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What Has Christianity Ever Done for the West?

sistine

As Christmas and the holiday season draw near, it is time to take a pause and think deeply about the benefits that Christianity, particularly Catholicism, has conferred upon Western civilization. As a non-Westerner and non-Christian who has no ax to grind in this issue, I believe I can offer a fairly objective assessment of the impact that Christian ideas (some of which had pagan/Jewish precedents) have had on the evolution of Western civilization and their key role in the West’s spectacular... Read More

Bart Ehrman’s Botched Source

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Filed under History

Bart Ehrman

Atheist scholar Bart Ehrman is a smart guy, but he sometimes handles his sources in the most frustrating and misleading manner. For example, in his 2012 book Did Jesus Exist?: The Historical Argument for Jesus of Nazareth (where he is on the right side for once), he writes: Several significant studies of literacy have appeared in recent years showing just how low literacy rates were in antiquity.   The most frequently cited study is by Columbia professor William Harris in a book titled... Read More

Philosophy in the Eyes of Theologians: Friend or Foe? (Part 3 of 3)

Adelard

NOTE: Today we conclude our three part series from Tamer Nashef on the relationship between philosophy and theology. Tamer's previous piece at Strange Notions, "I’m a Muslim But Here’s Why I Admire the Catholic Church", remains one of our all-time most popular posts.     The third and last segment of the essay will shed light on the brilliant theologians of the cathedral schools and 12th-century Renaissance. The theologians in question include Peter Abelard, Adelard of... Read More

Philosophy in the Eyes of Theologians: Friend or Foe? (Part 2 of 3)

Boethius

NOTE: Today we continue our three part series from Tamer Nashef on the relationship between philosophy and theology. Tamer's previous piece at Strange Notions, "I’m a Muslim But Here’s Why I Admire the Catholic Church", remains one of our all-time most popular posts.     The first part of the essay set forth the attitude of the Christian theologians of Late Antiquity toward reason and pagan philosophy. We noted that they viewed reason and philosophy as “handmaidens”... Read More

Philosophy in the Eyes of Theologians: Friend or Foe? (Part 1 of 3)

SchoolAthens

NOTE: Today we begin a three part series from Tamer Nashef on the relationship between philosophy and theology. Tamer's previous piece at Strange Notions, titled "I’m a Muslim But Here’s Why I Admire the Catholic Church", remains one of our all-time most popular posts.     This three-part essay sets out to explore the complex yet fascinating relation between Christianity (particularly Catholicism) and faith on the one hand and reason and philosophy on the other. It is commonplace... Read More

Is Religion Evil? Secularism’s Pride and Irrational Prejudice

ReligiousWar

The common wisdom in many circles (most located in certain cities on the East and Left Coasts) is that religion, in general, is a bad thing, and that in the hands of "fundamentalists," the Ku Klux Klan, neo-Nazis, and ultra-super-radical-Islamic terrorists, it is inevitably evil. Eliminating religion, it is then suggested or even openly argued, is a sure way to rid the world of evil. The term "religion," it should be noted, almost always refers to Christianity (or a form of pseudo-Christianity)... Read More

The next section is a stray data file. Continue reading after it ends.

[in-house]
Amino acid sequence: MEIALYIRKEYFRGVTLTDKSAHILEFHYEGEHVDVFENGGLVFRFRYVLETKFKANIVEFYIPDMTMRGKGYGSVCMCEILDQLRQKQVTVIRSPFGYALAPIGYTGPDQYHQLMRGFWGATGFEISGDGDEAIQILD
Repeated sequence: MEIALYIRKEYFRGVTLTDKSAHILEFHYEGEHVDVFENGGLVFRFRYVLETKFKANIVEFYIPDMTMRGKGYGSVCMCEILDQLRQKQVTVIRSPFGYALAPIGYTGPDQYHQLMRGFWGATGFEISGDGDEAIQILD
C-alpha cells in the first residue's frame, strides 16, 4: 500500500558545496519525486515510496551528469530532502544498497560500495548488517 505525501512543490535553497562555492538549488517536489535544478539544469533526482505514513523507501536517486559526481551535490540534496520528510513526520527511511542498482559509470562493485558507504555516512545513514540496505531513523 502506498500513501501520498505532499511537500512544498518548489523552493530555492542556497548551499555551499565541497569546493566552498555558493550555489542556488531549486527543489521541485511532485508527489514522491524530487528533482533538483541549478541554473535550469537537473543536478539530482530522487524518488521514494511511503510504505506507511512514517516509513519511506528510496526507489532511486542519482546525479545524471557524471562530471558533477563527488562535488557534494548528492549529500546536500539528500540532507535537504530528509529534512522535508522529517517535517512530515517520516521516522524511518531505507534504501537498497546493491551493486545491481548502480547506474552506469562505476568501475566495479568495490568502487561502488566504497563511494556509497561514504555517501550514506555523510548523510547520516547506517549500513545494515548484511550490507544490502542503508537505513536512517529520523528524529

I’m a Muslim But Here’s Why I Admire the Catholic Church

KONICA MINOLTA DIGITAL CAMERA

First, allow me to start this short article with what might be deemed a startling confession: I am not a Catholic, nor am I even a Christian. In fact, I am a secular Muslim and an avid reader of philosophy and history with an unswerving commitment to the unmitigated truth no matter where it is even, nay especially, if it runs counter to commonly held beliefs. I have spent the last few years researching the history of Christianity, especially the Catholic Church in the Middle Ages, and... Read More

Galileo was Right—But So Were His Critics

Graney

Ever since the seventeenth century, the celebrated “Galileo affair” has been one of the featured items on the list of dark moments in the history of Catholicism. That the Church mistreated the Italian astronomer—or at least misjudged his claims concerning the structure of the solar system—seems clear. Pope John Paul II, for example, apologized for the Church’s condemnation of Galileo in 1992. No one now disputes the fact that the earth revolves around the sun rather than the... Read More

Is the Catholic Church a Force for Good?

Church

Western civilization is greatly indebted to the Catholic Church. Modern historical studies—such as Dr. Thomas E. Woods' How The Catholic Church Built Western Civilization—have demonstrated with force and clarity that it is the Catholic Church who has been the primary driving force behind the development and progress of the civilized world. The Church has provided innumerable 'goods' for the benefit of humanity. Nonetheless, modern critics assert that no amount of good could outweigh... Read More

Dark Ages and Secularist Rages: A Response to Professor A.C. Grayling

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Filed under Culture, History

AC Grayling

A few years ago, Professor A.C. Grayling, professor of philosophy at Birkbeck College, University of London, wrote a column titled "The persistence of the faithful" in The Guardian. Grayling's column was ostensibly concerned with the apparent decision of the British government passing the "Equality Act," which would make it law that adoption agencies, including those run by the Catholic Church, would have to allow homosexual couples to use their adoption services. But Grayling's... Read More

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